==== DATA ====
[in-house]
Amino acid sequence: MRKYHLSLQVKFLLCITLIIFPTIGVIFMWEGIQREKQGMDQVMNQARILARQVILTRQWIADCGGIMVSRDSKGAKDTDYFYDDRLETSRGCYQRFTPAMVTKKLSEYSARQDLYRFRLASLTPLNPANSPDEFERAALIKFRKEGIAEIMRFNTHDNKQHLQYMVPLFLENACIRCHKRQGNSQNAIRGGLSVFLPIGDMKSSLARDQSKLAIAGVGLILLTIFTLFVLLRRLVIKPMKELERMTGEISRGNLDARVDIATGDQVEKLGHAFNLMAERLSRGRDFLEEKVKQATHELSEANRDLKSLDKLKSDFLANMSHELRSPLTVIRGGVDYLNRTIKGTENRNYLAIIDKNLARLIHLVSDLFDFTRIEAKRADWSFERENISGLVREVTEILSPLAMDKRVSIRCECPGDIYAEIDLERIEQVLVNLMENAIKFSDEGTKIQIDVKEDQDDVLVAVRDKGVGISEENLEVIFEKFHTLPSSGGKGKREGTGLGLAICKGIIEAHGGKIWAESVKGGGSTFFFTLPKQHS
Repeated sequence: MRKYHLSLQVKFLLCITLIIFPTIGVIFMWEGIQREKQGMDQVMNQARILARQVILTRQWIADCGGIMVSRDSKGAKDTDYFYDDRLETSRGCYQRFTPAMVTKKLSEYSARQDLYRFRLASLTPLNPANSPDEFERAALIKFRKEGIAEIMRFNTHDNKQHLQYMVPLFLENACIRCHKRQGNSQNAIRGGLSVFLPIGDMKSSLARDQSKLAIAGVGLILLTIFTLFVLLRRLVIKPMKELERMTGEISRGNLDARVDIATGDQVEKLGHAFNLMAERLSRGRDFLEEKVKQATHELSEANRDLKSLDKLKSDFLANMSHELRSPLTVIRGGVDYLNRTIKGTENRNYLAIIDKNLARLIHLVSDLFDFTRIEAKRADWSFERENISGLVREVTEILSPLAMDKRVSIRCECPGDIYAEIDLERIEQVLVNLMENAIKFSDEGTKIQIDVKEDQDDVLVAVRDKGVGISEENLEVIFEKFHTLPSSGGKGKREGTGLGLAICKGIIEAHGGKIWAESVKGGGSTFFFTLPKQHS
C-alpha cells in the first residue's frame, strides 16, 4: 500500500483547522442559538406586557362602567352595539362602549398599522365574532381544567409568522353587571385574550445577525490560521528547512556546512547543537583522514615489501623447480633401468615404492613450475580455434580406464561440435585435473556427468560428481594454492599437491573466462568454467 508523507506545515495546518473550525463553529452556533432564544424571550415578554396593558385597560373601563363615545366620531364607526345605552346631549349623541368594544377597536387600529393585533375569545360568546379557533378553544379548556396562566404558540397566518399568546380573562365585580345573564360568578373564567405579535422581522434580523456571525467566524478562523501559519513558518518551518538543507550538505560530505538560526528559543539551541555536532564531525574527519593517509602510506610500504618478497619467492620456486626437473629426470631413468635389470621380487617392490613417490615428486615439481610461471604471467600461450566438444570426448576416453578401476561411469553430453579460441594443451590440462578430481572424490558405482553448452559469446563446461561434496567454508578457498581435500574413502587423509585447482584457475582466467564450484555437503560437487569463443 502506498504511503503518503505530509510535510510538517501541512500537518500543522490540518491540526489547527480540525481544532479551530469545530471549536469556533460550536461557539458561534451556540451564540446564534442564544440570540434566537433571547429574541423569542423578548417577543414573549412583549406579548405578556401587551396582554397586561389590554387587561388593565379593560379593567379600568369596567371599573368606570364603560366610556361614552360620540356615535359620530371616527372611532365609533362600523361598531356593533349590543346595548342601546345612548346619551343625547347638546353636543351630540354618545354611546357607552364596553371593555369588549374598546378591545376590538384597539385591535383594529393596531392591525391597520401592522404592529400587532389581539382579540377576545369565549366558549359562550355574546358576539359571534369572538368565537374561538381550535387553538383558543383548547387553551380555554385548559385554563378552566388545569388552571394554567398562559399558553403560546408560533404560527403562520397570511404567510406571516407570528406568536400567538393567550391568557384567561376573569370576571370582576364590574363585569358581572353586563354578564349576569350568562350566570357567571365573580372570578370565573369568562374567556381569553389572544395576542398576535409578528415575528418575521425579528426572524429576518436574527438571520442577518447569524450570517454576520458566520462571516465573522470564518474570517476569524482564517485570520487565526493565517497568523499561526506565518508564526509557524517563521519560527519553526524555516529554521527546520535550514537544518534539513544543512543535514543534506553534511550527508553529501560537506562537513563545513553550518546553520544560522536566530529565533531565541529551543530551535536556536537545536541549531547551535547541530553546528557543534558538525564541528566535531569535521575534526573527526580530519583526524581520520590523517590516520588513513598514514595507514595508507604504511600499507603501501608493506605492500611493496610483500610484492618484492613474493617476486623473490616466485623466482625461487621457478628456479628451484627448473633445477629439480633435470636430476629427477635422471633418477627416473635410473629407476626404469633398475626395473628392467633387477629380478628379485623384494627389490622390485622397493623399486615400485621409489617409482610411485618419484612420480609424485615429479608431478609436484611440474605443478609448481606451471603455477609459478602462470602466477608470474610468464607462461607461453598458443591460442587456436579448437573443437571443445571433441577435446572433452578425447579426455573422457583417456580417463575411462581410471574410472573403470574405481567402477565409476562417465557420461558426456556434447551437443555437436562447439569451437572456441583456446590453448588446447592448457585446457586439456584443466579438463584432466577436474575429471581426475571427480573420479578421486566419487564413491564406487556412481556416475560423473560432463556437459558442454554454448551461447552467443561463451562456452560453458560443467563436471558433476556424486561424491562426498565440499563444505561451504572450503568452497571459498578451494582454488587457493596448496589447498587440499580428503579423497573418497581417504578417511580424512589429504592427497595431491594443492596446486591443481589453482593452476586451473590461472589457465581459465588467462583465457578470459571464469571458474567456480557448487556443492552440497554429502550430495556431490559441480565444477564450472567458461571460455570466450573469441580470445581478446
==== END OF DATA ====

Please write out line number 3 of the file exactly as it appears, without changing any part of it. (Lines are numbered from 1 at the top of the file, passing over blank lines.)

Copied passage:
Repeated sequence: MRKYHLSLQVKFLLCITLIIFPTIGVIFMWEGIQREKQGMDQVMNQARILARQVILTRQWIADCGGIMVSRDSKGAKDTDYFYDDRLETSRGCYQRFTPAMVTKKLSEYSARQDLYRFRLASLTPLNPANSPDEFERAALIKFRKEGIAEIMRFNTHDNKQHLQYMVPLFLENACIRCHKRQGNSQNAIRGGLSVFLPIGDMKSSLARDQSKLAIAGVGLILLTIFTLFVLLRRLVIKPMKELERMTGEISRGNLDARVDIATGDQVEKLGHAFNLMAERLSRGRDFLEEKVKQATHELSEANRDLKSLDKLKSDFLANMSHELRSPLTVIRGGVDYLNRTIKGTENRNYLAIIDKNLARLIHLVSDLFDFTRIEAKRADWSFERENISGLVREVTEILSPLAMDKRVSIRCECPGDIYAEIDLERIEQVLVNLMENAIKFSDEGTKIQIDVKEDQDDVLVAVRDKGVGISEENLEVIFEKFHTLPSSGGKGKREGTGLGLAICKGIIEAHGGKIWAESVKGGGSTFFFTLPKQHS